CITY HALL — More than 40 percent of the city's new teachers were not granted tenure this year after major changes were made to the system, which has long been slammed by critics as nothing more than a rubber stamp.
Just 58 percent of the 5,209 eligible new teachers were approved for tenure in the 2010-2011 school year, according to new numbers released by the city Wednesday — a substantial drop from the 97 percent who’d been approved in 2006-2007. The rate had hovered above or near 90 percent in the intervening years.
The major difference was in the number of teachers whose applications were extended - 39 percent last year compared to just one percent in 2006-2007. Receiving an extension means an application will be reviewed the next year.
And three percent of teachers had their tenure denied outright in 2010-2011, forcing them to transfer license areas and switch districts if they still want to teach. That figure has been fairly static over the past five years.
Mayor Michael Bloomberg praised the drop, which he credited to a “drastic” re-envisioning of the way tenure is awarded aimed at “end[ing] teacher tenure as we know it.”
“Tenure ought to be reserved for only the best teachers and, unfortunately, as we all know, for far too long, tenure was instead awarded primarily on the basis of longevity, not performance,” he said, slamming the old system as “a joke interpretation of the state law.”
Under the new rules, principals must evaluate teachers using a more rigorous system. Teachers are rated as “ineffective,” “developing,” “effective” or “highly effective" in three categories: their performance in the classroom, how well their students are learning and their contributions to the school community.
To be recommended for tenure, a teacher must be rated as “effective” or “highly effective” in all three categories for at least two consecutive years, the DOE said.
Pressed about whether the results mean that more than a third of new teachers in city classrooms are unqualified to teach, Bloomberg insisted that failure to receive a tenure-worthy rating does not mean teachers aren't qualified.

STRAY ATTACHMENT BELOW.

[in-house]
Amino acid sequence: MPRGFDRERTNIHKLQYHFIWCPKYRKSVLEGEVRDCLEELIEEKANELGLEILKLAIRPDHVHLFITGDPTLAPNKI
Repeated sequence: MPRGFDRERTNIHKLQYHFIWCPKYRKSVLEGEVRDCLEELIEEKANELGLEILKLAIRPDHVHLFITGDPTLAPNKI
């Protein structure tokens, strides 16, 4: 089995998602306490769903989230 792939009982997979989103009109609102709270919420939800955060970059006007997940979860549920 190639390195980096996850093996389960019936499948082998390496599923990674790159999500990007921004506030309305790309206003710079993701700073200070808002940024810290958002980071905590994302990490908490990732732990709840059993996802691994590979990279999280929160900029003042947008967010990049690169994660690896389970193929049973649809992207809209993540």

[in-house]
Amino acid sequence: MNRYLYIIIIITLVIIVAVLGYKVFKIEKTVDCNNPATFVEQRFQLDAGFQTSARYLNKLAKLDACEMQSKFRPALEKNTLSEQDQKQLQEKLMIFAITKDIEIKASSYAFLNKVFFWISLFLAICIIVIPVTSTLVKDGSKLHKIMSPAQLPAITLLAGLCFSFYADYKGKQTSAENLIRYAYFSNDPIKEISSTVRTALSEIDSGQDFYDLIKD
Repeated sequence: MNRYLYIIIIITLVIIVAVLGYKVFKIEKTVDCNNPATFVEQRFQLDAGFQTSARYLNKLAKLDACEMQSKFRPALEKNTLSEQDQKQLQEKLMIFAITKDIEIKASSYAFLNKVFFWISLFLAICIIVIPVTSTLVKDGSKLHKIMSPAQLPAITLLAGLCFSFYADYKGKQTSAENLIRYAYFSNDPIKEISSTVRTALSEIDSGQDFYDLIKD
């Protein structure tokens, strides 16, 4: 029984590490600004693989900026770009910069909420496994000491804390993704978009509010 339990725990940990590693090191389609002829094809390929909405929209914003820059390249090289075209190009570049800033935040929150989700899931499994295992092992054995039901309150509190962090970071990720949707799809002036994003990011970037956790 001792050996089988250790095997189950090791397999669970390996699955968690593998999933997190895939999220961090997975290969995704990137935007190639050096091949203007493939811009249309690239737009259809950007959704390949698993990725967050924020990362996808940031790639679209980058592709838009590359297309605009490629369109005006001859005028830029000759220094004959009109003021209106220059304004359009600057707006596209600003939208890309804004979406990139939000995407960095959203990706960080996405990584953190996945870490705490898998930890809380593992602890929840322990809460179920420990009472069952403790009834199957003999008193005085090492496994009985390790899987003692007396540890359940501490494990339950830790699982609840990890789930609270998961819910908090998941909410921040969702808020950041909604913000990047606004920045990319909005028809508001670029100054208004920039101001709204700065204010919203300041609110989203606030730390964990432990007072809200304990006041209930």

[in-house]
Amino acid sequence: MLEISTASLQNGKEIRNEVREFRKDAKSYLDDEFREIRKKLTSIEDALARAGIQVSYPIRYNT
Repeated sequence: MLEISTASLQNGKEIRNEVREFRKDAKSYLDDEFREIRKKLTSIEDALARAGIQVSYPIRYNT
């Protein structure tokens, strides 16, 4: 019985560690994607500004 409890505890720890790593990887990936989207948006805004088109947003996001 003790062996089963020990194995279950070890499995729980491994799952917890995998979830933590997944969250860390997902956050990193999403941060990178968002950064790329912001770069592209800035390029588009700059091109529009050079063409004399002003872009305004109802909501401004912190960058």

“It’s not that they’re bad. It’s that they’re not up to our standards yet,” he said, adding that if teachers were really that bad “we would fire them right now.” He argued that standards for tenure should be stringent to prevent the city from getting “stuck with" sub-par teachers "forever."
Once teachers are tenured, they become extremely difficult to fire, he said.
But United Federation of Teachers secretary Michael Mendel slammed the new numbers, saying that while the UFT supported a more rigorous tenure system, the DOE's implementation has been deeply flawed.
“We have tremendous problems with what they did,” he said, arguing that the evaluations are based on “broken” state test data and that principals’ decisions were sometimes over-ruled unfairly by the DOE.
The UFT sent a letter to the DOE earlier this month citing complaints from teachers who said they have been forced to remain on probation "for reasons entirely unrelated to their performance," such as principals' failure to complete the sufficient number of observations or because they'd transferred schools.
The letter also cited a correlation between tenure decisions and school progress reports, suggesting teachers may have been punished for teaching at low-performing schools.
Mendel said the lower tenure rates would have a negative impact on morale.
“You’re going to be upset, you’re going to be hurt, you’re going to be demoralized,” he said of teachers whose tenure had not been approved.
But Schools Chancellor Dennis Walcott defended the new system, saying that it's a more accurate reflection of the situation in city schools.
“I don’t know a single profession where 97 percent deserve to have a lifetime job," he said, adding that being granted an extension “in not punishment” for teachers.
“You have another year to take your game to the next level,” he said.
Of the 426 teachers who had their tenure decisions extended in the 2009-2010, 31 percent were approved for tenure this year, while 58 percent were given another extension, a DOE spokesman said.